Researchers at MIT are excited. They?re working on a tiny implant that can tell whether a chemotherapy drug is working or not. The researchers believe the implant will help doctors treat their breast cancer patients more effectively. But should you use it?
The implant is made of silicone and is surgically placed in the body. The researchers sealed extremely small particles called nanoparticles into it. So they can program it to test for various substances associated with tumor growth.
These nanoparticles are like little hunting devices. The doctor programs them to detect specific molecules and bind to them. This causes them to clump together. Then your doctor can see this clumping on an MRI (magnetic resonance imaging). The implant can find tumors, and show whether a tumor is shrinking, growing, or spreading.
I guess these researchers don?t know that there?s already something that does the same thing. It requires no surgery. It?s doesn?t use silicone - a suspected cause of breast cancer. And it identifies tumors and shows their progression.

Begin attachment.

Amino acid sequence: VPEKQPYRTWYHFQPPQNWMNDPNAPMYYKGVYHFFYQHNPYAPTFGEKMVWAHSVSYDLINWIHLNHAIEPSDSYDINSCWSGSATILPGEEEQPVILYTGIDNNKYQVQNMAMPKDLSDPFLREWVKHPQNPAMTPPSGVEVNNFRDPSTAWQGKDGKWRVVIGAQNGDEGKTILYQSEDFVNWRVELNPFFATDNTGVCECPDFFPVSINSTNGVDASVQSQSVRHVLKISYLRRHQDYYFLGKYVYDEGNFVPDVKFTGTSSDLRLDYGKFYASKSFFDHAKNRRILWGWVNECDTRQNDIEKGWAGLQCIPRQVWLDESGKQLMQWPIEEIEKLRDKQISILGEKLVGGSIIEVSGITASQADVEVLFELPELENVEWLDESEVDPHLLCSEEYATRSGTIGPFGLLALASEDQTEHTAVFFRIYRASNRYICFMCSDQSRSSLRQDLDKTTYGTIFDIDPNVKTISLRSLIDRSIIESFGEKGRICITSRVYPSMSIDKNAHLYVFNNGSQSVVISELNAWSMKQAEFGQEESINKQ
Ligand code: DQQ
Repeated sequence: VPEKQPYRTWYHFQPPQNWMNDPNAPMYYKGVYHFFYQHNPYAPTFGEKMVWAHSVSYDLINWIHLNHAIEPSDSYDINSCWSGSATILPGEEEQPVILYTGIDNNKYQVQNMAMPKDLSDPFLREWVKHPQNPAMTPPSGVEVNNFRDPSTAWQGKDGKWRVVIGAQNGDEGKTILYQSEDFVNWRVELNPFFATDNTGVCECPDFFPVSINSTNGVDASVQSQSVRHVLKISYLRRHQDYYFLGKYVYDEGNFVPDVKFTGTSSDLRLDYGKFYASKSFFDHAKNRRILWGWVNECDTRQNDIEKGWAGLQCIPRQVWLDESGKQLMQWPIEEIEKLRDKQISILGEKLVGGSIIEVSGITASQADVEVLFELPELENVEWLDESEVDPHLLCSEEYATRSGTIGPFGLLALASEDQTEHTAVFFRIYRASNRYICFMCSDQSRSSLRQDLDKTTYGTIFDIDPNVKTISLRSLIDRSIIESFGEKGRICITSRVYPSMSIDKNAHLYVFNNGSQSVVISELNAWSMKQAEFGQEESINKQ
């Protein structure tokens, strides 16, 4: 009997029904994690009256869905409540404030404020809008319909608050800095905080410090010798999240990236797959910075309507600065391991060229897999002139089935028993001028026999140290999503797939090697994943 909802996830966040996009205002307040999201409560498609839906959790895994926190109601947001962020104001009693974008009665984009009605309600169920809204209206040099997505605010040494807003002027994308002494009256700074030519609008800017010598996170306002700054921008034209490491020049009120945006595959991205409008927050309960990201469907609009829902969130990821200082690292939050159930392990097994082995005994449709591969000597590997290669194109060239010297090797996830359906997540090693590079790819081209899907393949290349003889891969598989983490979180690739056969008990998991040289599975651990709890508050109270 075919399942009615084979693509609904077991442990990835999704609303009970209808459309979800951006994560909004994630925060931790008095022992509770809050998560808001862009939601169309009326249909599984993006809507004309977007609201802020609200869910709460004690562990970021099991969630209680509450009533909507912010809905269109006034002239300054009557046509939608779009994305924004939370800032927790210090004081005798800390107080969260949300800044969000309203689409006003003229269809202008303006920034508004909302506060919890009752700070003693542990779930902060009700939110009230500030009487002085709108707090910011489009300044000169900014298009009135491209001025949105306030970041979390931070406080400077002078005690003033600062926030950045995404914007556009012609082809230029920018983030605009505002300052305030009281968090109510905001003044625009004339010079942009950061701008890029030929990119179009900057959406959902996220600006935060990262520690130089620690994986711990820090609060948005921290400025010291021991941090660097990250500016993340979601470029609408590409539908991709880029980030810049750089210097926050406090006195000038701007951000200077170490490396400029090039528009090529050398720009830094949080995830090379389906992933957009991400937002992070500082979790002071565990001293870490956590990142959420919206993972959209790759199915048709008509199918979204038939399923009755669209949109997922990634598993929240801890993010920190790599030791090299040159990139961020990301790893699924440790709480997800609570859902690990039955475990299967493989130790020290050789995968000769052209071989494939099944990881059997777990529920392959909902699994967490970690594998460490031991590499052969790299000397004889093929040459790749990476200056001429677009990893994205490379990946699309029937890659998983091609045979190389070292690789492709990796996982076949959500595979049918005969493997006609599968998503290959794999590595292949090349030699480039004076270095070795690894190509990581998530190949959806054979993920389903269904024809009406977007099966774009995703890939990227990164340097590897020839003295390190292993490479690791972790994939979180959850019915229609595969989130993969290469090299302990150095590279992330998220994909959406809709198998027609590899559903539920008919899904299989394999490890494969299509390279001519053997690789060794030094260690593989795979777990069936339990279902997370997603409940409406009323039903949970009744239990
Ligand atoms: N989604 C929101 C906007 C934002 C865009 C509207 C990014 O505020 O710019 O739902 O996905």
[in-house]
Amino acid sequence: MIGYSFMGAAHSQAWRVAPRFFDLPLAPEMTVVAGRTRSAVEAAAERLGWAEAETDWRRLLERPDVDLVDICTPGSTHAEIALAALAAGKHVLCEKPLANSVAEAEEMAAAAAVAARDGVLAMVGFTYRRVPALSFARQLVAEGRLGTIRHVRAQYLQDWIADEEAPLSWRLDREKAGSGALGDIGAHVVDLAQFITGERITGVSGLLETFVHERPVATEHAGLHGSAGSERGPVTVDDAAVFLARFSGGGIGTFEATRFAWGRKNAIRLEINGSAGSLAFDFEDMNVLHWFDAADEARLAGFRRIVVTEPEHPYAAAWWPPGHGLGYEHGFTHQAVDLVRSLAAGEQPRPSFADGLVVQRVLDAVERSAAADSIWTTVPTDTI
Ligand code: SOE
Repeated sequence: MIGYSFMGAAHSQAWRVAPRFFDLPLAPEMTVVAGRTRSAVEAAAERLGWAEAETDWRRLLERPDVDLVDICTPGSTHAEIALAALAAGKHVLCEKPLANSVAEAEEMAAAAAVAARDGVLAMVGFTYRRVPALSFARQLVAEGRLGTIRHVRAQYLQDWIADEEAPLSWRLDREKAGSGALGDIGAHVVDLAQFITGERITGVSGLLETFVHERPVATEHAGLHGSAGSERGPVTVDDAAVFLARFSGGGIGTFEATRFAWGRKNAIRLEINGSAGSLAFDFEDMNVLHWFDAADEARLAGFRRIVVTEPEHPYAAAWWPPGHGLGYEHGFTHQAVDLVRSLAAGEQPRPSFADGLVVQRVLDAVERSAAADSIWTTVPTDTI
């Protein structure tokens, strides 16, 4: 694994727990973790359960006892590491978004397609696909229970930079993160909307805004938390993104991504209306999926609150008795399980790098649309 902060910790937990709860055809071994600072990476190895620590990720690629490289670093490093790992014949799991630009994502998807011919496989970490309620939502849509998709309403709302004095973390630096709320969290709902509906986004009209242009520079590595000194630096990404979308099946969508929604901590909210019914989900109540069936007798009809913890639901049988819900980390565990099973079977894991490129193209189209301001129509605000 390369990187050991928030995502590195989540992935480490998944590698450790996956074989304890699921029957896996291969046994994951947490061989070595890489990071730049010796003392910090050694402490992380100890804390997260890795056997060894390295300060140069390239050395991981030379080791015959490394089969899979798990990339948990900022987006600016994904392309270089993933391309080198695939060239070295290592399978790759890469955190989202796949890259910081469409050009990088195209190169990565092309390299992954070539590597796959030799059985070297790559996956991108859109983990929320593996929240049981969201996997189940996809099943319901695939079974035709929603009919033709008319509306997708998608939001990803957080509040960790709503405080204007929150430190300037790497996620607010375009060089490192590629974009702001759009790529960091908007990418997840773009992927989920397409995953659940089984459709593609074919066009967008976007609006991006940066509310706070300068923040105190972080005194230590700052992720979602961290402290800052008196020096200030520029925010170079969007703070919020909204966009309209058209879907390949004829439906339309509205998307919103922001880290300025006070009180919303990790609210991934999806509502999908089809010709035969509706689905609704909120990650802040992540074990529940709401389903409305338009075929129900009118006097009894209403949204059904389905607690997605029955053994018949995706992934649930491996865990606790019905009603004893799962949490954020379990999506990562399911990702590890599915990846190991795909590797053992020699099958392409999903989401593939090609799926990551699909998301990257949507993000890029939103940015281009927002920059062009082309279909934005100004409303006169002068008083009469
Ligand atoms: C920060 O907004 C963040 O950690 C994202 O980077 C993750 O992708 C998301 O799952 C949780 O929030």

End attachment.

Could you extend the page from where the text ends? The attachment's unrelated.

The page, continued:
I wrote about this diagnostic tool three years ago. Most doctors call it thermography or digital infrared imaging (DII). Thermography uses an infrared camera to take a picture of the heat patterns in your breasts - or in any other area of your body. When cancer cells begin to cluster together, the body sends out more blood vessels to feed them. Thermography detects these heat-producing blood vessels.
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A Canadian surgical oncologist, Dr. Keyserlingk, conducted a test on women with advanced breast cancer. He wanted to see whether or not the chemotherapy treatments they were on were working. Bottom line: thermograms were effective in detecting both positive and negative changes in all of his subjects.
The implications for using thermography to chart the progress of a cancer are enormous. Your doctor can use thermography to track the effectiveness of other substances as well, such as herbs and modified citrus pectin. It can do this without programming nanoparticles. Without surgery. And at an affordable cost.
Expect your doctor to tell you about this implant device when it?s out. Meanwhile, you can get a list of clinics that use thermography when you subscribe to my newsletter (you?ll also get up to 17 free special reports). See my website at www.www.womenshealthletter.com
for more information.
Your voice of reason in Women's Health,
Dr. Janet Zand